By SARA ARTHURS
Drug overdose deaths decreased significantly in Hancock County in 2019, as more and more community members have carried naloxone, the drug that reverses an opioid overdose.
There are still a large number of community members who overdose, but more of them are surviving. Visits to the emergency room for overdoses changed little from 2018 to 2019, with 248 reported in 2018 and 235 in 2019. But the number of deaths decreased, with 30 in 2017, 21 in 2018 and six confirmed deaths in 2019. There are nine deaths from 2019 that are currently pending a coroner’s ruling, so the number of deaths may increase.
Gary Bright, injury prevention coordinator at Hancock Public Health, said the decrease in deaths may be due to naloxone being more widely distributed.
Naloxone, also known by the name Narcan, is a medication which blocks the effects of opioids on the brain and quickly restores breathing. However, if a person is revived with naloxone, they still need medical attention right away, because the naloxone will wear off.
University of Findlay pharmacy professor Michael Milks used this analogy in a 2017 interview with The Courier: Think of it as a parking space. In essence, the heroin cannot pull into the “parking space” because the naloxone is already there. This ultimately reverses the high, as well as the respiratory shutdown that comes with opiate overdose. With stronger drugs like fentanyl, it’s harder to get stronger opioids to let go of the “parking space.”
And naloxone will only remain in that spot for a short period of time, so it’s essential to get medical attention even after the person is revived. When the naloxone wears off, the opioid still in the person’s body will return to the spot and the person can go into a coma or die.
Naloxone will not reverse overdoses caused by other drugs such as cocaine, benzodiazepines (Xanax, Klonopin, Valium), methamphetamines or alcohol. And naloxone is harmless when given to a person who is not experiencing an opioid overdose.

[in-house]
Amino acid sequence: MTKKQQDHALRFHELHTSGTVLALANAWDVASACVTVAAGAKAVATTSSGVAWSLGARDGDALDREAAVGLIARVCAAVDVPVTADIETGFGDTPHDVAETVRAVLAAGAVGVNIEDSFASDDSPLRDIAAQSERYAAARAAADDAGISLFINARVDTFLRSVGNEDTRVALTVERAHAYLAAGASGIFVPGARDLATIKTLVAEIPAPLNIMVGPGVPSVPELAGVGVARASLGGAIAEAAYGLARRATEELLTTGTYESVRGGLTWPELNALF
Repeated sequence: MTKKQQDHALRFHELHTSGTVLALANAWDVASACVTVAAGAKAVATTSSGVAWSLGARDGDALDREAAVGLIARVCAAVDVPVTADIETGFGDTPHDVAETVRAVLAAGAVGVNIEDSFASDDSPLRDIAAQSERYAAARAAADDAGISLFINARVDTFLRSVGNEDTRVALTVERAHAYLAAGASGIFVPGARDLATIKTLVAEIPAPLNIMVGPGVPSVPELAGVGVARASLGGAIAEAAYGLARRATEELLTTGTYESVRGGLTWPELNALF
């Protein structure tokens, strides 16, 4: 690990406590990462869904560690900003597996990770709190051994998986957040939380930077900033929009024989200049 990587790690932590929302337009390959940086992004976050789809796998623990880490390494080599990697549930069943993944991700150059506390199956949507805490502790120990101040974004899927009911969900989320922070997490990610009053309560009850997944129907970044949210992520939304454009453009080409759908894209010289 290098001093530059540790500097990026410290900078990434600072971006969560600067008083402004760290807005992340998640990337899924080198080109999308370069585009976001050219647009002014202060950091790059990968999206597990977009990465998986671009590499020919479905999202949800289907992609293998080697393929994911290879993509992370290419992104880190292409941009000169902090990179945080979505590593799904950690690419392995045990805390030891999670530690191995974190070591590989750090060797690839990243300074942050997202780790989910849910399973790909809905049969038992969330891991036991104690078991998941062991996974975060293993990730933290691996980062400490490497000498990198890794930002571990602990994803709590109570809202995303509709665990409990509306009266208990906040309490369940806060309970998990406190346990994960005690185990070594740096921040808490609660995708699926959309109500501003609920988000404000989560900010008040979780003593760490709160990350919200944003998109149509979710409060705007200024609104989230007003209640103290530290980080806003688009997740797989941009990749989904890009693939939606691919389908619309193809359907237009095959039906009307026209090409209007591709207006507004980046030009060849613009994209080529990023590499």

Hancock Public Health distributed 496 Project DAWN kits to the general public and 183 to first responders in 2019, up from 283 to the general public and 56 to first responders in 2018. Project DAWN, which stands for Deaths Avoided With Naloxone, is a community-based overdose education and naloxone distribution program funded by an Ohio Department of Health grant.
In 2019, the health department reported 41 “known reversals” — that is, cases of someone who had a Project DAWN kit and was able to revive someone from an overdose. But more such cases may exist that haven’t been reported.
Zach Thomas, director of wellness and education for the Hancock County Alcohol, Drug Addiction and Mental Health Services board, said in an email that another factor contributing to fewer fatalities has been the growth of the Quick Response Team, which reaches out to those who have recently overdosed. Thomas said this team has encouraged more individuals to seek treatment for substance use disorder, and the number of community members who have sought treatment has greatly increased.
But although the number of fatal overdoses is decreasing, “We want to see it at zero,” said Hancock Health Commissioner Karim Baroudi.
And Hancock County, like many other communities, is seeing the drop in opiate deaths coinciding with a rise in some drug abusers apparently switching to another drug, such as methamphetamine.
“The increase in the use of stimulant substances, such as methamphetamine and cocaine, may have contributed to the decrease in opioid overdose fatalities,” Thomas wrote. “We are working to learn as much as we possibly can about this change within the issue of substance use and addiction, trying to get ahead of it as quickly as we can.”
Baroudi said there are resources available for anyone struggling with any type of addiction. Countywide, agencies are looking at how to address addiction in general, not just opiates.
Hancock Public Health, along with the ADAMHS board, Blanchard Valley Health System, the University of Findlay pharmacy school and others, has an overdose fatality review team which reviews every case of a fatal overdose, talking to family and law enforcement and reviewing coroner’s reports to see what they might learn that could potentially help prevent another fatality.
Naloxone kits are available for free at Hancock Public Health. The agency will also provide training on how to recognize an overdose and use the naloxone. Walk-ins are OK, but it’s preferred that you call to ensure someone is available. Contact Bright at firstname.lastname@example.org or 567-250-5151.
The Hancock County crisis line is 888-936-7116.
Arthurs: 419-427-8494 email@example.com